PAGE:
I was rather shocked when hearing in a conversation that journals sometimes have explicit limits on the number of references that can be included in one article. I understand that there are space concerns for print publications, and that word/page limits, as well as limits on the numbers of figures and tables are common. But placing limits on the number of references strike me as rather close to impinging on the integrity of the articles themselves (would anyone support a motion to limit the number of authors?).
Question: What are some reasons that have led journals to limit the number of references?
Clarification: I am not asking whether this is a good idea in general. (I think it is silly, but that's just my opinion.) I am not asking whether this can have some potentially good effect on the quality of scientific writing. I am specifically asking whether there was an official explanation ever issued on the part of the publishers explaining this rule, or whether there was some event (say, an abuse in the form of many gratuitous references or an observed trend for the average number of references to keep growing if not otherwise checked) or some strong personality (famous editor-in-chief X) that led to these kinds of policies being formulated.
For example, Applied Physics Letters has limits on number of words (with some conversion factor applied also to figures and tables), but (in my opinion, rightly) excludes the title, the author list, and the list of references from the limit.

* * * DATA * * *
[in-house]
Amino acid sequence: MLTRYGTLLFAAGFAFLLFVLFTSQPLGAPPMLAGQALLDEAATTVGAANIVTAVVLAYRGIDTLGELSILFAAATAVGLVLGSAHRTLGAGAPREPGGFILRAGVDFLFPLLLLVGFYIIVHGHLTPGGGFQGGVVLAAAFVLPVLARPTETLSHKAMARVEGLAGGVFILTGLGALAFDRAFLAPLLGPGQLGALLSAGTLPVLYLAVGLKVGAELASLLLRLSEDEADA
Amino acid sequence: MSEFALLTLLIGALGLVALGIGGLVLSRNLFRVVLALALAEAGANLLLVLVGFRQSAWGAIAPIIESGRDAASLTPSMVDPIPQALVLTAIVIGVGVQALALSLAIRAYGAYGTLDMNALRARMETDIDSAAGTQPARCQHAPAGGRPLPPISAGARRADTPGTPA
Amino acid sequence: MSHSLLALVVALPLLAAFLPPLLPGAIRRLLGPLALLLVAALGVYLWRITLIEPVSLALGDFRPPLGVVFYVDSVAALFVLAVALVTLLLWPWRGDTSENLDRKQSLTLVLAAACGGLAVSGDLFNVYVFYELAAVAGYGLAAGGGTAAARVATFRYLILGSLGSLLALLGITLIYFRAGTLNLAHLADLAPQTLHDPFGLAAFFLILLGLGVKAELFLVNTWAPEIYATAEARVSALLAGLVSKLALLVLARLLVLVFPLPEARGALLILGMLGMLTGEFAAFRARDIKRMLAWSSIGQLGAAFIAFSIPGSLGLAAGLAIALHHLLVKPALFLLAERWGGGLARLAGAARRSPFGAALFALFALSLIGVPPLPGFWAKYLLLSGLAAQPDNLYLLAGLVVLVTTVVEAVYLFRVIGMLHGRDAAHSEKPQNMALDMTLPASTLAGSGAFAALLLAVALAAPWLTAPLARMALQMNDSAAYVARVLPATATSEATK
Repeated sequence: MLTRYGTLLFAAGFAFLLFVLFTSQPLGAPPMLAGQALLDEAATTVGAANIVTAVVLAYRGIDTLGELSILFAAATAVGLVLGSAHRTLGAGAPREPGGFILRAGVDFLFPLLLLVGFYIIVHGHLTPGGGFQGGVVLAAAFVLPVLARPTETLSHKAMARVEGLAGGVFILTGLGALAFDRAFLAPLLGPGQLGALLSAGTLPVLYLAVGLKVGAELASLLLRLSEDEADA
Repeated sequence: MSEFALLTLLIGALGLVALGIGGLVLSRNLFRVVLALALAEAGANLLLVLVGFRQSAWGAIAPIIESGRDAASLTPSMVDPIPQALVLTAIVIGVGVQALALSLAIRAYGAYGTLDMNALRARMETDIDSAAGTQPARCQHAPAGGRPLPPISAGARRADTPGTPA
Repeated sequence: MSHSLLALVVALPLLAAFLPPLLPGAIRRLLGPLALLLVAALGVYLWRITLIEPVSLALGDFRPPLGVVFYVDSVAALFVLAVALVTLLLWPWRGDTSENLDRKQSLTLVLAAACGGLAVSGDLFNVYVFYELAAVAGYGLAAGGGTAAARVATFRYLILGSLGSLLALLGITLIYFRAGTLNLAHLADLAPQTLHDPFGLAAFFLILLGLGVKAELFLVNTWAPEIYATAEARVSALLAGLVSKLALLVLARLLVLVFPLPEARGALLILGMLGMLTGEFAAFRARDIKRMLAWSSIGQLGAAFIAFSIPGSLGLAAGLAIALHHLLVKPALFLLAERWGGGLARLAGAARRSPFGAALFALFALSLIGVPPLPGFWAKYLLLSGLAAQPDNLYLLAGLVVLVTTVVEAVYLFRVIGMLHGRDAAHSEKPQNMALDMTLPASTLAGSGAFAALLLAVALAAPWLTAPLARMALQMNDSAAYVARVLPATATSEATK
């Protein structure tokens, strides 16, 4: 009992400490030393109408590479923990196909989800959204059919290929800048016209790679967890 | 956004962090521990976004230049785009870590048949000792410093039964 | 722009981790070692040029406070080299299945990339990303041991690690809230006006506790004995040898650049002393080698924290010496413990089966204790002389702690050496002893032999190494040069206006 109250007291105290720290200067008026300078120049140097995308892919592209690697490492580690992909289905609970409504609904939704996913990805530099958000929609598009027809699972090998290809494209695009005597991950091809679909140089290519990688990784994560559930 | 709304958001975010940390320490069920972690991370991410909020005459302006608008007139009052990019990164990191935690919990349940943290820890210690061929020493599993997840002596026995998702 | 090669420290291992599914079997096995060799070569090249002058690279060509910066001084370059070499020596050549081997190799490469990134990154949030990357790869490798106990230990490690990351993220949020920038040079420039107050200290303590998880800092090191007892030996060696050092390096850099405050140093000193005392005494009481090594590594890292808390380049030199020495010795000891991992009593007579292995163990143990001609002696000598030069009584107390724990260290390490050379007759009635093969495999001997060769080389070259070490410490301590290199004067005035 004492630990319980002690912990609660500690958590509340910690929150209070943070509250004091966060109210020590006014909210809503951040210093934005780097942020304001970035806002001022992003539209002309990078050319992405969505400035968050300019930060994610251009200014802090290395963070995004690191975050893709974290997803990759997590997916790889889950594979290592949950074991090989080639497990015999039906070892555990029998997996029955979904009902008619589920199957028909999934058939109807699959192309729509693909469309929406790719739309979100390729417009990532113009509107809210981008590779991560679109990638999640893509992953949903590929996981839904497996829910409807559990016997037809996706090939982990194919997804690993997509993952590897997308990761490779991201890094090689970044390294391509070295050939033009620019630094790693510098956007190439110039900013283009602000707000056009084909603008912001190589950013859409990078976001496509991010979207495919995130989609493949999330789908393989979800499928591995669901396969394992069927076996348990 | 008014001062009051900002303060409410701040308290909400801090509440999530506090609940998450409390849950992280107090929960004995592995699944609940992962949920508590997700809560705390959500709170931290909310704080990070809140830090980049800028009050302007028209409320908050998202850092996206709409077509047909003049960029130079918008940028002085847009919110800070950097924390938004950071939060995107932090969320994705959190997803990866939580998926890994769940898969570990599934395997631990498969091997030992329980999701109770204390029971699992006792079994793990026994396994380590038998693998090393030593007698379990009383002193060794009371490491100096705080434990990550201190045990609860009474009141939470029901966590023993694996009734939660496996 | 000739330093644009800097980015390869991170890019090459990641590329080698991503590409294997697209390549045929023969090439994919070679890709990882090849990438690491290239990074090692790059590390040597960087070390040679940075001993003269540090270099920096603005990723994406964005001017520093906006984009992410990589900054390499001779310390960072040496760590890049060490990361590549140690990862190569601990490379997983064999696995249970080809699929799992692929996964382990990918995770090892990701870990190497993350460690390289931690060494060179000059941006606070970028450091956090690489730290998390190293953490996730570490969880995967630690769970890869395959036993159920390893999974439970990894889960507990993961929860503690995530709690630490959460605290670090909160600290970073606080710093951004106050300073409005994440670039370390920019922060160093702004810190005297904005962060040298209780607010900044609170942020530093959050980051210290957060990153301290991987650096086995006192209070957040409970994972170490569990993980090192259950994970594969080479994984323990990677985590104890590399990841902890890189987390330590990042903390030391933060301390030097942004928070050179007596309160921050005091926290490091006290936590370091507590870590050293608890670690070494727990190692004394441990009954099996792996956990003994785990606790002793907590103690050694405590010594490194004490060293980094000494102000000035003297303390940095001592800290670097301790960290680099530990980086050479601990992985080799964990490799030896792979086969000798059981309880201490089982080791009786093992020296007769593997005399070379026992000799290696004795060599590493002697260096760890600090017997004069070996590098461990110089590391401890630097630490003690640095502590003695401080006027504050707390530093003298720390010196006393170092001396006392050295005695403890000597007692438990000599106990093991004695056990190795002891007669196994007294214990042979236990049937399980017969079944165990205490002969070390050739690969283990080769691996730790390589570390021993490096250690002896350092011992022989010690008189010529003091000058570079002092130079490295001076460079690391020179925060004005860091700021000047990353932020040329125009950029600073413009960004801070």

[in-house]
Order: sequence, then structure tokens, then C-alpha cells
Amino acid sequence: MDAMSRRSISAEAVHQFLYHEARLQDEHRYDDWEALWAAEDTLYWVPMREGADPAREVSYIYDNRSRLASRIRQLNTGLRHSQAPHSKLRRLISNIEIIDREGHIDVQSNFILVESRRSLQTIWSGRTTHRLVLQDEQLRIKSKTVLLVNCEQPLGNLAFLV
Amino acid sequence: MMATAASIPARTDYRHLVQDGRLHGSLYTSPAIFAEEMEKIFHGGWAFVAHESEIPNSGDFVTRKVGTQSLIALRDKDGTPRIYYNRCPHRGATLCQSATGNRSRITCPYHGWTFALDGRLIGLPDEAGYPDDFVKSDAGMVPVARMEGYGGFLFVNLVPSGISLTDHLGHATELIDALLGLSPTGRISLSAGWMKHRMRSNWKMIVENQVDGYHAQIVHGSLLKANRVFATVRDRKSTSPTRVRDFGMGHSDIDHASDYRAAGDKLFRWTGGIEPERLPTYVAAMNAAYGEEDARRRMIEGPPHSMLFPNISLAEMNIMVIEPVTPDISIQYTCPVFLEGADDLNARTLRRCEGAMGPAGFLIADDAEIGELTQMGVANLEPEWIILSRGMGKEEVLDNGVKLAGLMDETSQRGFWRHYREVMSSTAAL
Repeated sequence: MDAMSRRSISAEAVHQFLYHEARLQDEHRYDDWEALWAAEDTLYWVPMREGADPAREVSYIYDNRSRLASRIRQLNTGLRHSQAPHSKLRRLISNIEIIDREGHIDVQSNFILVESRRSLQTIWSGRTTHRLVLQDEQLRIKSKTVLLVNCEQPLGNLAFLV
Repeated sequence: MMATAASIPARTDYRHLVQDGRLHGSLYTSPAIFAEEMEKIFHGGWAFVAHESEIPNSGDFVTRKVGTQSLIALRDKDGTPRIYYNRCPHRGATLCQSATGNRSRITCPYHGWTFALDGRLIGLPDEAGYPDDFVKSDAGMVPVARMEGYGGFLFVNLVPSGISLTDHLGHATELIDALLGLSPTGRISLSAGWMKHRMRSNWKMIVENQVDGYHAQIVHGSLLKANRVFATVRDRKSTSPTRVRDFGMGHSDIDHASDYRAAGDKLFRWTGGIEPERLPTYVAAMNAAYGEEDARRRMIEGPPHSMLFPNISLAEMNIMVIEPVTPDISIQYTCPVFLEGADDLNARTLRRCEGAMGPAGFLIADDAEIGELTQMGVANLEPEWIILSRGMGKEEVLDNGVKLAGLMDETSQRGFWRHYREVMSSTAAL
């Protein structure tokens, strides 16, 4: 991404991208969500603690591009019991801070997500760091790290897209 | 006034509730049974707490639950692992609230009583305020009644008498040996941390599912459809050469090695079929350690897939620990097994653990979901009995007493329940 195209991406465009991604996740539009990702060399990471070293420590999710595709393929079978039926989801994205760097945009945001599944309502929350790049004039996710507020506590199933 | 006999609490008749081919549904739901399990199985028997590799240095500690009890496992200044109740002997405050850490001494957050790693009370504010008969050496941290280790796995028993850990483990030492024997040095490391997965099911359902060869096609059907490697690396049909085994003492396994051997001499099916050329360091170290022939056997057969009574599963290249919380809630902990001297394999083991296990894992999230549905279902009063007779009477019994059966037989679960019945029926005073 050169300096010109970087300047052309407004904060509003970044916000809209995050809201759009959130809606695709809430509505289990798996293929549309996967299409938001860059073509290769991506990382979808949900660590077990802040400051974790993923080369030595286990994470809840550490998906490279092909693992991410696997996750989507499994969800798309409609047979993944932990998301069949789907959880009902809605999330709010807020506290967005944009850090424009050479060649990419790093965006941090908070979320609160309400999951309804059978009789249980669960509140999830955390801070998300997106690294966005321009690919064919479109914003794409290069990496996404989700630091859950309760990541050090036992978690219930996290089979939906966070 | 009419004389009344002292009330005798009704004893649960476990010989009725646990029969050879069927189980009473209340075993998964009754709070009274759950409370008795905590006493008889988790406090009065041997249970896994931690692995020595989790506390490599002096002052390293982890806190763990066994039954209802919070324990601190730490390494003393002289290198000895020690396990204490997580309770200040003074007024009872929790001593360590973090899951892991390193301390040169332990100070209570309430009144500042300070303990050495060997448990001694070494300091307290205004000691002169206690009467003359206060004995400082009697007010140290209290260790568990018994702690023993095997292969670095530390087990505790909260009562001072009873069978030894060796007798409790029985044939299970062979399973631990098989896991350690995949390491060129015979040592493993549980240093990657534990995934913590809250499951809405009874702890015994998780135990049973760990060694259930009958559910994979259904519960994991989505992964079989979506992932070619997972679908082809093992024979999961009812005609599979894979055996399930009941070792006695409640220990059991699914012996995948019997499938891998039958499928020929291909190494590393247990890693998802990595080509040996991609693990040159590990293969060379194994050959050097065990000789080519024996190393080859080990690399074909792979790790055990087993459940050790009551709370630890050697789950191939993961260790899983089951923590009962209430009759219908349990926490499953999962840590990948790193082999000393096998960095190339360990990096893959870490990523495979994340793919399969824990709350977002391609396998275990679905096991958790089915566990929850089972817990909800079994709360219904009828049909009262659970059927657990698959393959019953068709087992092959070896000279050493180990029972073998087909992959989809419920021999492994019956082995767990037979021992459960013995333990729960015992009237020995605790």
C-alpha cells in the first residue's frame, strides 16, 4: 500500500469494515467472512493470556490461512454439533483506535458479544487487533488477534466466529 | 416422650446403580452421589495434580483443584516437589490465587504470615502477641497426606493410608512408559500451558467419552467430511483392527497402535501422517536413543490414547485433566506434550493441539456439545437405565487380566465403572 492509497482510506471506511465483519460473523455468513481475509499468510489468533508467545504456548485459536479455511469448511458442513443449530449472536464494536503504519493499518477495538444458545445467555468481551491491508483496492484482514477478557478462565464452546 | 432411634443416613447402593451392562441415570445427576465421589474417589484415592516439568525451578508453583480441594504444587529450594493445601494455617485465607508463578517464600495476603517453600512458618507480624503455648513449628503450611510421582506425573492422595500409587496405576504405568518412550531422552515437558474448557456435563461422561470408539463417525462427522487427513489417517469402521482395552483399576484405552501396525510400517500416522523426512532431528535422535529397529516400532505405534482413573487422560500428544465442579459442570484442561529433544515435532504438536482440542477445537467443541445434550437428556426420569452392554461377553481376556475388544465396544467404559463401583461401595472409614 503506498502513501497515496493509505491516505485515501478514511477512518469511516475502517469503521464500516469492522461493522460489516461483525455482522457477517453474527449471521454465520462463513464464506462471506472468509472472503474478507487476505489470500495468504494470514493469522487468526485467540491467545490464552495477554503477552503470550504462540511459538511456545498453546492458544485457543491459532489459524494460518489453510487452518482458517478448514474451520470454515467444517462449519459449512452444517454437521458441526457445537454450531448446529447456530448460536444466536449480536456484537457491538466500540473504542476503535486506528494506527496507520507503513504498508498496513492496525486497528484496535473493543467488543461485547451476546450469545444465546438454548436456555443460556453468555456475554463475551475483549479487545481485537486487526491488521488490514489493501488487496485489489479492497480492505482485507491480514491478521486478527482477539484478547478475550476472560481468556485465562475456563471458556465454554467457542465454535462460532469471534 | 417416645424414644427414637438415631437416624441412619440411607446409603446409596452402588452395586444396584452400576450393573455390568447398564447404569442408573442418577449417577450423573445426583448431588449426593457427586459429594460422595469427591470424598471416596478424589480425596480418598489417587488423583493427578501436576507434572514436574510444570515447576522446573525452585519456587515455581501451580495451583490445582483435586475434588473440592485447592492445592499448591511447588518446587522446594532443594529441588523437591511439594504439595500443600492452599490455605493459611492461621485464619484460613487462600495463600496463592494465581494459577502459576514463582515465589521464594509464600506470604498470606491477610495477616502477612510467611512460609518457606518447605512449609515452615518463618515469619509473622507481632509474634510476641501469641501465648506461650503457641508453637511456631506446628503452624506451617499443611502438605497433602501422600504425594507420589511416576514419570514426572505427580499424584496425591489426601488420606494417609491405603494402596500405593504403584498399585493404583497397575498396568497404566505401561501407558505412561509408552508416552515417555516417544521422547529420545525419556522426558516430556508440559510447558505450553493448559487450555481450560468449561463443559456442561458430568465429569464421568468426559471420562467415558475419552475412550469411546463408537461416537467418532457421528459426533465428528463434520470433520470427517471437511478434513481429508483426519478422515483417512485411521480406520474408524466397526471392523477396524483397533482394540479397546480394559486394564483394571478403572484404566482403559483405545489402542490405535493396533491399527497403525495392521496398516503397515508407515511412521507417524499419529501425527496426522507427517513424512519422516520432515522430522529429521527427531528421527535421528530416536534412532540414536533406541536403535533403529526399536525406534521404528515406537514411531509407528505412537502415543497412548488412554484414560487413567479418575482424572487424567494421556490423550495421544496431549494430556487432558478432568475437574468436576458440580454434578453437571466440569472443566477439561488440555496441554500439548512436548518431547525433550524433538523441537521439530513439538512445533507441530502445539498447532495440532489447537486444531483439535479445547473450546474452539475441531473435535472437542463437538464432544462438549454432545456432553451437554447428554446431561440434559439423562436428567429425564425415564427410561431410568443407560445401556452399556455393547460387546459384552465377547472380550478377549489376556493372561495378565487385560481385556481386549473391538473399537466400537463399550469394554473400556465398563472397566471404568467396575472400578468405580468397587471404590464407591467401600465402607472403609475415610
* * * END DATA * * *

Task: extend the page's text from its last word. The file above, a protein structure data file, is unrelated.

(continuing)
For examples of journals (from various publishers) that have limits on number of references:
- Nature "strictly enforces" a limit of 50 for articles and 30 for letters. (Science, I note, does not for research articles. For review articles the limit is 100.)
- Earth and Planetary Science Letters limits to 50.
- Blood "recommends" a limit of 100 references, though I don't know if this is a hard limit or not.
- Journal of Clinical Ontology limits to 10 for "correspondences" and a "suggested limit" of 150 for "research articles".
- Journal of Genetics (more reasonably, in my opinion), have different limits for different types of articles. But notably for research and review articles there are no limit to references: the reference number limit applies to shorter submissions such as correspondence, commentary, or "research notes".
Some additional information:
(TL;DR: Nature put in their current policy sometime between the years 1986 and 1988, with no reference limits prior. Did something happen in the 80s?)
I went down to the library and looked at the old issues of Nature (not because I want to single them out, but because the library happen to have all the issues since the 20s available on the stacks). After some binary search I've found that in December 1986 the instructions to the authors look like this (with no mention of limit to references)
and in October 1988 it became almost the same as present day (apologies for the flash... the lighting in the stacks wasn't good).
(I don't have the exact date of the switch, since only some of the issues in the library came from the original magazines; others came from bound reprints ordered from the publisher which stripped out pages like these. So in particular I found no "Guides to Authors" in the 1987 issues I had access to.)
Back in the 20s and 30s most of the items in Nature had no references whatsoever. By the 50s and 60s we start seeing articles more in the form of what we expect today, but the number of references are generally not too many. Even in the 70s and the 80s (before the change of rules) the majority of the articles do abide by the modern rules, with occasional exceptions.